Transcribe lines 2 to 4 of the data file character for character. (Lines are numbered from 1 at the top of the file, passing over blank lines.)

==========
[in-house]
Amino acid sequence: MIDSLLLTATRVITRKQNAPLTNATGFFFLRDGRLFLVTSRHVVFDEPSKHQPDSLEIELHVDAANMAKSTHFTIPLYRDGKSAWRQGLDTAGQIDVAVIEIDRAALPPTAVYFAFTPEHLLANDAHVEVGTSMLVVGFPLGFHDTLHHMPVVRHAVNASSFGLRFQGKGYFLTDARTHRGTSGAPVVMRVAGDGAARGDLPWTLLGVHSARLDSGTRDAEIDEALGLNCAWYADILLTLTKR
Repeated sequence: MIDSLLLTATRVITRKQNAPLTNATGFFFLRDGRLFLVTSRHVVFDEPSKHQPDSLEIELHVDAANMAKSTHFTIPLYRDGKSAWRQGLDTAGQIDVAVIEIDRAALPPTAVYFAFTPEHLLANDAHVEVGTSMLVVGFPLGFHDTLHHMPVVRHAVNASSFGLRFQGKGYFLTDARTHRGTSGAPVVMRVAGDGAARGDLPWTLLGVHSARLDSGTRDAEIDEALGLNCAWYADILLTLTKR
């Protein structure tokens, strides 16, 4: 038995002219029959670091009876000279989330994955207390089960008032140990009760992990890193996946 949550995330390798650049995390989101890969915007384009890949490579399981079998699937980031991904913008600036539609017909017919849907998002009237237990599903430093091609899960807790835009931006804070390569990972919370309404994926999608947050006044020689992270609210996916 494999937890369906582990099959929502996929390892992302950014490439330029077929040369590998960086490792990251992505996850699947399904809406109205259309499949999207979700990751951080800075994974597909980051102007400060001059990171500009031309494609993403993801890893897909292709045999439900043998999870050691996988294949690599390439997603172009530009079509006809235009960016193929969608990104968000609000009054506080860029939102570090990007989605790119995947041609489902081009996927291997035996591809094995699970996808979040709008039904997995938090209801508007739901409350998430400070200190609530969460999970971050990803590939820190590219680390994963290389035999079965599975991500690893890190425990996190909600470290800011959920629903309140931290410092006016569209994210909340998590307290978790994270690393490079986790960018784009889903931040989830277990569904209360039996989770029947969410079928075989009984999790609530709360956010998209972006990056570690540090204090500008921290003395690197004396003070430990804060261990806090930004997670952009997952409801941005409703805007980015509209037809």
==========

Amino acid sequence: MIDSLLLTATRVITRKQNAPLTNATGFFFLRDGRLFLVTSRHVVFDEPSKHQPDSLEIELHVDAANMAKSTHFTIPLYRDGKSAWRQGLDTAGQIDVAVIEIDRAALPPTAVYFAFTPEHLLANDAHVEVGTSMLVVGFPLGFHDTLHHMPVVRHAVNASSFGLRFQGKGYFLTDARTHRGTSGAPVVMRVAGDGAARGDLPWTLLGVHSARLDSGTRDAEIDEALGLNCAWYADILLTLTKR
Repeated sequence: MIDSLLLTATRVITRKQNAPLTNATGFFFLRDGRLFLVTSRHVVFDEPSKHQPDSLEIELHVDAANMAKSTHFTIPLYRDGKSAWRQGLDTAGQIDVAVIEIDRAALPPTAVYFAFTPEHLLANDAHVEVGTSMLVVGFPLGFHDTLHHMPVVRHAVNASSFGLRFQGKGYFLTDARTHRGTSGAPVVMRVAGDGAARGDLPWTLLGVHSARLDSGTRDAEIDEALGLNCAWYADILLTLTKR
């Protein structure tokens, strides 16, 4: 038995002219029959670091009876000279989330994955207390089960008032140990009760992990890193996946 949550995330390798650049995390989101890969915007384009890949490579399981079998699937980031991904913008600036539609017909017919849907998002009237237990599903430093091609899960807790835009931006804070390569990972919370309404994926999608947050006044020689992270609210996916 494999937890369906582990099959929502996929390892992302950014490439330029077929040369590998960086490792990251992505996850699947399904809406109205259309499949999207979700990751951080800075994974597909980051102007400060001059990171500009031309494609993403993801890893897909292709045999439900043998999870050691996988294949690599390439997603172009530009079509006809235009960016193929969608990104968000609000009054506080860029939102570090990007989605790119995947041609489902081009996927291997035996591809094995699970996808979040709008039904997995938090209801508007739901409350998430400070200190609530969460999970971050990803590939820190590219680390994963290389035999079965599975991500690893890190425990996190909600470290800011959920629903309140931290410092006016569209994210909340998590307290978790994270690393490079986790960018784009889903931040989830277990569904209360039996989770029947969410079928075989009984999790609530709360956010998209972006990056570690540090204090500008921290003395690197004396003070430990804060261990806090930004997670952009997952409801941005409703805007980015509209037809």